Just last week Dollar Tree came out of nowhere to trounce third-quarter earnings estimates and slightly raise its full-year profit outlook. And on the earnings call, executives were, refreshingly, not all doom and gloom about the plight of the low-income shopper in the wake of food stamp cuts this year. In fact, the tone of the call was a touch better than the second quarter, when the company's weak results really caught everyone by surprise. Following the market's embrace of Dollar Tree's third quarter, shares of Dollar General rose about 4.3% ahead of its results on Thursday.
Unfortunately, what Dollar General had to say -- as well as the nasty response to it by the market -- on its earnings call reinforces that I was probably too early in thinking an inflection point has formed in dollar store stocks. Because for an inflection point to occur, meaning the stocks subsequently climb higher, there has to be signs that negative trends in the business, such as tepid traffic, are starting to turn the corner. I didn't come away with that impression from Dollar General, and am now concerned Dollar Tree's upbeat earnings call was all smoke and mirrors.
Top Concerns Right Now on Dollar Store Stocks
- Food stamp cuts across the country have low income shoppers sidestepping higher margin discretionary departments. Departments such as home goods have to do OK for dollar stores to produce strong earnings, as their margins on food items are razor thin.
- Food stamp cuts may be affecting how much food people are buying. I don't think dollar store shoppers are going hungry each day, but the cuts in benefits probably mean a few less items in their refrigerators and a focus on getting the most from what they have in the cupboards.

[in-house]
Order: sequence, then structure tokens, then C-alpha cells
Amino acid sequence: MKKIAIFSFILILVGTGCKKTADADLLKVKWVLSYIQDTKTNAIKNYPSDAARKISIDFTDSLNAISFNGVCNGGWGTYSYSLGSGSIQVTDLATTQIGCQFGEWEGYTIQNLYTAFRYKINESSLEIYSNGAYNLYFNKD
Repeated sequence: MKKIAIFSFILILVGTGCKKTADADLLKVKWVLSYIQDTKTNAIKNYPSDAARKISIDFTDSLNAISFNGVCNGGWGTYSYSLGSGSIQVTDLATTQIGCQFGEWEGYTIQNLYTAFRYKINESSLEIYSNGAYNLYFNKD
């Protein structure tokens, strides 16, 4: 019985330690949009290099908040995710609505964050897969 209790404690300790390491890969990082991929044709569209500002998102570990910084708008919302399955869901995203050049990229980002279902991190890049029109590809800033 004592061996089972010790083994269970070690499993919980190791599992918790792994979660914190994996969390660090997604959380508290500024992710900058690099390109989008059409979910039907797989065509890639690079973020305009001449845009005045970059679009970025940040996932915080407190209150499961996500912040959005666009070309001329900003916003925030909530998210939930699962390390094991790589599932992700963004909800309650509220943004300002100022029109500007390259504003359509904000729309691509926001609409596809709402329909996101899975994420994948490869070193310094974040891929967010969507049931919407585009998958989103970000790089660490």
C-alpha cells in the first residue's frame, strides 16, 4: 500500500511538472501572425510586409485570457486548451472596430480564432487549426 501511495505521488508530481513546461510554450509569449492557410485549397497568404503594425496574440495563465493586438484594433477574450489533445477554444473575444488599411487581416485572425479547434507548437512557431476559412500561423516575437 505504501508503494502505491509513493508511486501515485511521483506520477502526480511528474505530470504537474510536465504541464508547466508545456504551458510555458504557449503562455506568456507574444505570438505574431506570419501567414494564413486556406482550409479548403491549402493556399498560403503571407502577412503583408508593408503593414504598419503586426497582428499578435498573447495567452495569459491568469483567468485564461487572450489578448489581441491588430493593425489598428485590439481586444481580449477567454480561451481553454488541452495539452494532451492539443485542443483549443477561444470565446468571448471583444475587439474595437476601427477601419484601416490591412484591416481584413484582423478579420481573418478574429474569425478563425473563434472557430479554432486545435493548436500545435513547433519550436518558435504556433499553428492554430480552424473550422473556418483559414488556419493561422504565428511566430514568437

- Dollar stores are now fully engaged in a price war started by Walmart (WMT) earlier this year. That is not a good place to be in when your business model is to sell stuff mostly at a $1. More price cuts and promotions lay ahead for Dollar General in 2017, while Dollar Tree will likely continue to offer more products priced at a $1.
- Food deflation has persisted longer than most expected, which is continuing to create downside risk to Wall Street sales estimates.
- Wall Street remains overly bullish in their estimates for the dollar stores. They are being blinded by the hearty new-store opening plans by the group.
- Neither company is not showing a willingness to slow down their aggressive store opening plans to save money, and re-evaluate the business in light of weaker sales. That's bothersome.
- Winning retailers right now are ones with a strong mobile-ordering presence. The market will reward names such as Growth Seeker holding Amazon (AMZN) and Walmart as a result. The dollar stores, due to their business models, are just not anywhere near where they need to be when it comes to the shopping environment of the future.